Adama Traore’s injury-time goal that sealed the hosts’ win was a clear example of this. Ruben Neves easily dispossessed Sanchez in midfield (see below), then provided a nice forward pass to Leo Bonatini, who set up Traore’s goal that beat the helpless Fabianski.
That’s not good news for a Pellegrini in a constant hunt for a shielding midfielder to pair with Wilshere. Previous failed experiments led the Chilean manager to field Sanchez in front of the defense, but it didn’t work against Wolves. Not that the Colombian has been that bad in other occasions, but he showed a worrying lack of continuity on his performances. Pellegrini has to quickly find an answer for the holding midfielder role as it could be pivotal to upgrade Wilshere’s performances too.
Jack Wilshere is fading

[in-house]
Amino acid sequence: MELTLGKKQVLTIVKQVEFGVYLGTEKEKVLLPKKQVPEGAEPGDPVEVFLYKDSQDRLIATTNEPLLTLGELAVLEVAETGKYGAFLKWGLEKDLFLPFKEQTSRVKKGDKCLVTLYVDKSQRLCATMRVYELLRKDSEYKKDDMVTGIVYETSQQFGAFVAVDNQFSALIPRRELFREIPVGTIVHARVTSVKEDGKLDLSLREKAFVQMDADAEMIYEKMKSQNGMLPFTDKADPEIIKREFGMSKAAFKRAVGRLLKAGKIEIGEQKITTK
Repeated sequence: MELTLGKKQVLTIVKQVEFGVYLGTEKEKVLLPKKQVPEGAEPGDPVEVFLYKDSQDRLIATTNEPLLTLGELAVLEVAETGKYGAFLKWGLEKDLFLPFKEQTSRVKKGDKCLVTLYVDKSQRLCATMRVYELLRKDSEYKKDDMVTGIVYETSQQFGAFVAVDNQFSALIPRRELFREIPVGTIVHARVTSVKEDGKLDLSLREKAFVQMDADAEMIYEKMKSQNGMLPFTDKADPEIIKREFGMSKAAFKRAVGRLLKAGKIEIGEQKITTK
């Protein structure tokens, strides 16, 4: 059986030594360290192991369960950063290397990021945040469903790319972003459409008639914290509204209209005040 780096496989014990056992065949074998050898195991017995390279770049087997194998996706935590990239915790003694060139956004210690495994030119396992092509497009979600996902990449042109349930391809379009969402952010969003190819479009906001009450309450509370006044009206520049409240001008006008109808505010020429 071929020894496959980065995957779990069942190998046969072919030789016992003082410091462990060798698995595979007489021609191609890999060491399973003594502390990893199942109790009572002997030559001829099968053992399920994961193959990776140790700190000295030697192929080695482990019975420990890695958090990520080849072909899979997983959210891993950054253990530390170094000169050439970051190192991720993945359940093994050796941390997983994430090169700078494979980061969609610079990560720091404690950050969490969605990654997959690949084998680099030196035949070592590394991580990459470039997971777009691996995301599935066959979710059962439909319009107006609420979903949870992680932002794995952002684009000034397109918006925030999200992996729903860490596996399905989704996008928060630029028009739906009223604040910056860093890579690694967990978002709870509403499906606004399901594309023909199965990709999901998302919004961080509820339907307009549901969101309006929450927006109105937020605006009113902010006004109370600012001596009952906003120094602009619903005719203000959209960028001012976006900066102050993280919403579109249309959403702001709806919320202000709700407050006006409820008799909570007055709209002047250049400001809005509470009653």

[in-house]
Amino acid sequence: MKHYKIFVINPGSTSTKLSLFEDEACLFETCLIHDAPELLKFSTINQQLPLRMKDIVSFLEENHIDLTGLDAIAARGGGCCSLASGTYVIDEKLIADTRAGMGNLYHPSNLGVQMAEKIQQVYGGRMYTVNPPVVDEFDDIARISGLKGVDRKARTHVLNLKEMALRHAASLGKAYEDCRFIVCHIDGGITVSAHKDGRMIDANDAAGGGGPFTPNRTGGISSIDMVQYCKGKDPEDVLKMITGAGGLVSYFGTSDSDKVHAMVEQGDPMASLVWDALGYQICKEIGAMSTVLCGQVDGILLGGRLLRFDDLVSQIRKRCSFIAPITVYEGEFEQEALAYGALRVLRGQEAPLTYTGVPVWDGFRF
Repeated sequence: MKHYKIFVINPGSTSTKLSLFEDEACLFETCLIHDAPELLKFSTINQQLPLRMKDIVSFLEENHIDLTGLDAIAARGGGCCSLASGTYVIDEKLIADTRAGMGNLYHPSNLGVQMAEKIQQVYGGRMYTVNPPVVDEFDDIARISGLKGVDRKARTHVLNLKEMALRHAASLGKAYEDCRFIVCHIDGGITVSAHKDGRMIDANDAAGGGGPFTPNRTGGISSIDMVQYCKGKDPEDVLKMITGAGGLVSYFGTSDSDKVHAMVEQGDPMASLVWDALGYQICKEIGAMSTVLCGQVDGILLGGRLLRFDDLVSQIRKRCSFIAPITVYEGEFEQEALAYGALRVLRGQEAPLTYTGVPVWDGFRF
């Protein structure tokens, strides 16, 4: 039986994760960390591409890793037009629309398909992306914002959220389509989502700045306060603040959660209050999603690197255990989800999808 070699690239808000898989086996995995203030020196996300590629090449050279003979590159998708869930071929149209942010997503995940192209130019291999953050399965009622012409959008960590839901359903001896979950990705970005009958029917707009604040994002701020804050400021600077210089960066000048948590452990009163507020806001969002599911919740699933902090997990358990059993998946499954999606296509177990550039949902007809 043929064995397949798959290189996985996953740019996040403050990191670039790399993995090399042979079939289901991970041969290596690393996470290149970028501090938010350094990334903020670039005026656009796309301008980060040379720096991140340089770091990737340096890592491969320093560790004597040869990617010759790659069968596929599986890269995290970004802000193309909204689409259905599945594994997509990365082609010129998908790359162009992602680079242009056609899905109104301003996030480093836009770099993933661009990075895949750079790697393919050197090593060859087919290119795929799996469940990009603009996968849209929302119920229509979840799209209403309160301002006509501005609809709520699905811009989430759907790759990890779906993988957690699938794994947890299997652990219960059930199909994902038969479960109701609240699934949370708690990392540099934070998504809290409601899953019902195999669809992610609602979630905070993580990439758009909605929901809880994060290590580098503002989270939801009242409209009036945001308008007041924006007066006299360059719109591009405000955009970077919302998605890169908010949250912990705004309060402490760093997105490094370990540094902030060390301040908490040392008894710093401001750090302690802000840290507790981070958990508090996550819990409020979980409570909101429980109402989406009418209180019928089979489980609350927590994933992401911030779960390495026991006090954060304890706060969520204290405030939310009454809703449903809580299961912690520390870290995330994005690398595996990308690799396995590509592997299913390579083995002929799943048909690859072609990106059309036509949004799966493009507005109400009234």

West Ham have suffered in midfield so far and Wilshere’s efforts are not helping. The hypothesis of a Mark Noble-Wilshere midfield duo quickly vanished after West Ham’s games against Bournemouth and Arsenal. Now, Sanchez looks problematic. However, it was just one game and the Colombian deserves other chances. By the way, it could be an option to try Pedro Obiang over there. The East London club have failed to find a replacement since the departure of Cheikhou Kouyaté to Crystal Palace in the summer. An attempt to bring in William Carvalho of Sporting Lisbon or Leander Dendoncker of Anderlecht didn’t ultimately materialise.